This peeping tom was a cross between James Lipton of 'Inside The Actor’s Studio' fame, and Andy Samberg’s 'Dick In A Box' caricature of early ‘90’s new jack swing. More specifically, his style was one part uncombed halo of thatched hair, two parts ever-evolving variety of frumpy suits, purchased from a nameless friend
known only as “the haberdasher.” Should I have been in the market for a pre-owned Hyundai Excel, or effected an in-person audit of a Van Nuys porn distributor, this gentleman’s hand – bedecked in faux gold bullion – would no doubt have extended itself in unctuous amity. However, in the caverns of Wall Street, with storied tales of greed, guts, and glory framed by power outfits and $200 haircuts, the presence of an ornamented carnival barker with an eye for ass was more comic relief than hard-nosed deal making. If this man had candy and you had a child, hopefully you also had a shotgun, or the phone number of your local crime stoppers tip line, or at very least one of a decent barber.

Instead of feigning horror, I happily embraced our cast of fools. And while it sometimes takes one to know one, I wasn’t the guy printing out young female profiles from the company picture directory in order to deface their idealism in some grody apartment, nor was I buying polyester neckties on the street corner, wrapped in cheap plastic. And I most certainly wasn’t lunching with a red-faced drunk who preferred virtual reality sunglasses on most afternoons, presumably to hide the pinched capillaries in his cheeks after a solid six of Killian’s (see “The Elephant Cometh” for even more office oddities).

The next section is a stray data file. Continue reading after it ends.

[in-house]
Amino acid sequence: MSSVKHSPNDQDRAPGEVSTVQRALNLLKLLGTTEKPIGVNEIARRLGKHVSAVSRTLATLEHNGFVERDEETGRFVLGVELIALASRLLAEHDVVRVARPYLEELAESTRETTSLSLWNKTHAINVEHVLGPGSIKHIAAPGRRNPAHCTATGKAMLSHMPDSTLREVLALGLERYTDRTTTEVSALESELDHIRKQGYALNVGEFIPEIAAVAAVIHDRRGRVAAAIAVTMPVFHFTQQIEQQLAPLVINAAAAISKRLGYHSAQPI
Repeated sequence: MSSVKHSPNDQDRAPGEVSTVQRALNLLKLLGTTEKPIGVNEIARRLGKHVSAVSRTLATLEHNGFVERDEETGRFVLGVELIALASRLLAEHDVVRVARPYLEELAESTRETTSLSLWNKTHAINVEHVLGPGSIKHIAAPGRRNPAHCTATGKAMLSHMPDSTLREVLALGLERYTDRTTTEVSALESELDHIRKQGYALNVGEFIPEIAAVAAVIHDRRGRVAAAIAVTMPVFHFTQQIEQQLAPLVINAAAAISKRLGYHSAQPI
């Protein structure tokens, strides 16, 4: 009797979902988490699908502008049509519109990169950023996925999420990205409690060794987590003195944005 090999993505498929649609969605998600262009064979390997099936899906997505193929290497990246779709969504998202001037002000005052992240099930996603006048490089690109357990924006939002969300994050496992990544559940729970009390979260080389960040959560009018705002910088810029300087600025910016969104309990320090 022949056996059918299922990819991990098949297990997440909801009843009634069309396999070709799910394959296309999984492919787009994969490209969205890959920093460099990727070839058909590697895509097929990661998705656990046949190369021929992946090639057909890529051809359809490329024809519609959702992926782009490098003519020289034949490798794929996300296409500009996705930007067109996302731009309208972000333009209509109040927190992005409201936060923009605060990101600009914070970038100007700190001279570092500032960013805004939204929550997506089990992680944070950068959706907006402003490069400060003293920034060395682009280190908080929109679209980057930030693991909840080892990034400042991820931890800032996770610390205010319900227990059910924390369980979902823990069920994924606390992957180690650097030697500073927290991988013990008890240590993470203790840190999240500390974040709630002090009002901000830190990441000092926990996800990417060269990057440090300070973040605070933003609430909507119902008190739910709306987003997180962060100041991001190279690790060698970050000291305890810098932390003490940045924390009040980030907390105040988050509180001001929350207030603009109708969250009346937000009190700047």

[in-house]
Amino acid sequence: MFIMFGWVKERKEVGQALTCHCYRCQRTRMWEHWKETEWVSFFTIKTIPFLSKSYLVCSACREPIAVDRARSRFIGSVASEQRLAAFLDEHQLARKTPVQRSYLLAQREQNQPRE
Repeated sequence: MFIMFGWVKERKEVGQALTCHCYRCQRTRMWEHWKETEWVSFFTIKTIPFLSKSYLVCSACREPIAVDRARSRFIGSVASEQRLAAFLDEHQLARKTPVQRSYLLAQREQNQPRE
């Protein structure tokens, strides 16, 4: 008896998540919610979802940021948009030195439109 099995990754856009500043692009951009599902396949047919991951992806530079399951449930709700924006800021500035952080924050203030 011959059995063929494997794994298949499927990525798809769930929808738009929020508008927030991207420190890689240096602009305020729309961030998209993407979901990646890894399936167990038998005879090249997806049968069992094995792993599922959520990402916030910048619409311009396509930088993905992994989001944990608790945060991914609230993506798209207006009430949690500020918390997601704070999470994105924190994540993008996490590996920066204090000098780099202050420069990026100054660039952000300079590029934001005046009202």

Take me by the hand, o wise sage of haberdashery, o mightiest of Chess Kings, to the place where crazed bums wearing sandwich boards advertise discount strip club admittance and two-for-one suit sales. Show me the wonders of backside pinching and the talent for quick tongue flicks as mating calls. You rule the flea markets of Nassau Street with the heft of a thousand swinging phalluses, sucking the oxygen out of each room you inhabit with a ball sac of potato-sized immensity. In your presence, my testes are mere peas, my persona a regrettable shell of reservation, brains, and common sense. I am but a meek student of the overused pick-up line; unable to smoke enough unfiltered cigarettes to yellow my teeth, ingest adequate spinach to sprout fur on my chest, or haggle with enough gusto for discounted prices on cubic zirconia. Show me the places were beards grow wild and men roam wilder. I want to feel what you feel when you sexually harass an entire secretarial staff, taste what you taste when you hunker down for a broiled steak dinner at the cafeteria-quality Tad’s. More than a budding hero, you are a masculine colossus of 1950’s over-cologned supremacy, a time traveler from bygone eras of subservient women and workplace spankings. Lead me to the well, bald man, and compromise my financial career and economic stability for a quick drink of unbridled randiness. After all, this is our Eden, and no one lasts long in the garden of forbidden fruit (even if that fruit happens to be the cherry of a bubbly yet naïve ditz tasked with faxing trade confirmations).